Employees Can Hold Tech Firms Accountable For Funding White Supremacist Rep. Steve King

Employees Can Hold Tech Firms Accountable For Funding White Supremacist Rep. Steve King

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Technology corporation Intel, pet food company Purina and dairy company Land O’Lakes have dropped support for Rep. Steve King (R-Iowa), a congressman up for re-election with a history of promoting white nationalist views without any consequence from the GOP.

An Intel employee raised concerns about donations to King earlier this month, and it resulted in Intel withdrawing its support.

King is running for re-election in Iowa’s 4th Congressional District and he’s strapped for cash, Popular.Info reported. His last campaign finance report showed he had $176,311 compared to his Democratic opponent, J.D. Scholten. Scholten, has raised $1.6 million-plus and has been airing TV ads for weeks. King has not run a single commercial.

Steve King
FILE – In this June 8, 2018, file photo, Rep. Steve King, R-Iowa, at a hearing on Capitol Hill in Washington. King is coming under fire ahead of the midterm election as top Republican officials and campaign donors balk at standing with a Republican congressman who regularly espouses extreme views on race and immigration. (AP Photo/J. Scott Applewhite, File)

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Intel has already donated $2,000 to King’s 2018 campaign, HuffPost reported. The company will no longer donate to his re-election campaign after it looked into his public statements and determined they conflict with Intel values, said Dawn Jones, Intel’s director of policy and external partnerships, in an internal email sent last week to employees.

We had engaged with Rep. King because of his support for IP theft protections, which is important to Intel’s business,” Jones told Intel employees, according to a Popular Info report. “However, an Intel employee raised concerns about the donations earlier this month. We looked into the congressman’s public statements and determined that they conflict with Intel values. As a result, we are no longer donating to his campaigns.”

King recently retweeted a British immigration activist and Nazi sympathizer Mark Collett, and routinely makes white supremacist comments. Now it looks like his reelection bid could be in trouble, Vox reported:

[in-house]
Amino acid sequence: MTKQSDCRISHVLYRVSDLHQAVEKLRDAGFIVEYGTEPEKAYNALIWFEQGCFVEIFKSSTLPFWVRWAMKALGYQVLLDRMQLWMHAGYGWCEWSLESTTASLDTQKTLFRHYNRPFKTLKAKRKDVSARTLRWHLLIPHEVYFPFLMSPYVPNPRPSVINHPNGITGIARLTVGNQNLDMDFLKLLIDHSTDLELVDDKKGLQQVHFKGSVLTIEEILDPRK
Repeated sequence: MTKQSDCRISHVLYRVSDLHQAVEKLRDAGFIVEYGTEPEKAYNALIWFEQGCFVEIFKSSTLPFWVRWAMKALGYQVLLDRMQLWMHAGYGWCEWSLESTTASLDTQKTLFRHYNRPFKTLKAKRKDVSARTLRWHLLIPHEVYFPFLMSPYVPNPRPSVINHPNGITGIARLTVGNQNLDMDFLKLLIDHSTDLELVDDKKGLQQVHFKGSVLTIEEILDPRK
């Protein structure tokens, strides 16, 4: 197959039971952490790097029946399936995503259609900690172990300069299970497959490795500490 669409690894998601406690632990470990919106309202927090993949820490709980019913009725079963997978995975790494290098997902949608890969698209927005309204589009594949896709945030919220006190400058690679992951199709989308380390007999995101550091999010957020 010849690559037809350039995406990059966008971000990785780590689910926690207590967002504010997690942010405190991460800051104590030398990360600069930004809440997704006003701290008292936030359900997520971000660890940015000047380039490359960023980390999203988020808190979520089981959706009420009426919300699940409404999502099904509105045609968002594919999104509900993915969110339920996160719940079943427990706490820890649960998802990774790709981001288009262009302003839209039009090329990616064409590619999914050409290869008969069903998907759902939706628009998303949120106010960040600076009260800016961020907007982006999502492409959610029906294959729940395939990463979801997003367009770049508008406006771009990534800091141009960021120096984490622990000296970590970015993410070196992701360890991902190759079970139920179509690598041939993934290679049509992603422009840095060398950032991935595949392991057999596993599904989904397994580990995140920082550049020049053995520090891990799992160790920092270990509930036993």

King’s explicit racism has a long history, but he has been given even more of a platform under President Donald Trump, who himself has repeatedly echoed far-right and neo-Nazi messages.

The Republican Party has turned a deaf ear for years as King called undocumented immigrants drug mules, befriended alt-right international leaders and said he was the defender of the white man’s culture, according to USA Today. He displayed a confederate flag on his desk in Washington, D.C. and endorsed a candidate for mayor of Toronto who has white supremacist views.

Purina Petcare, part of Switzerland-based food conglomerate Nestlé S.A., is the latest to pull its support for King, CBS News reported. The pet-food giant donated $500 to King’s campaign in September but said the lawmaker’s “recent statements” conflicted with its values following online calls to boycott Purina’s products.

Privately owned dairy company Land O’Lakes also faced calls for a boycott for funding King. The company announced on Tuesday that it will stop financial contributions to King after the massacre at a Pittsburgh synagogue focused more attention on King’s comments about race and white nationalism.

Jewish leaders and a separate group of 40-plus interfaith leaders are denouncing King’s campaign and calling on more donors to abandon him, according to Vox.

King’s Democratic opponent J.D. Scholten, a former baseball player and paralegal, is polling within a single digit of King, a new poll from Change Research shows. Another poll, FiveThirtyEight, still gives King about an 80 percent chance of winning reelection. King has held his seat for 15 years and won in 2016 with 61 percent of the votes.

King blamed the “fake news” and “Establishment Never Trumpers” in a statement Tuesday:


At least one Republican politician has denounced King: Rep. Steve Stivers (R-OH), chairman of the National Republican Congressional Committee, the official campaign arm for House Republicans.

“What is interesting about the Fourth [Congressional] District is that Steve King doesn’t expect a challenge, and he doesn’t campaign very hard,” David Andersen, a political scientist at Iowa State University told Vox. “I have not seen Steve King’s message. He keeps a year round campaign staff that is his family. And I don’t know what they’re doing.”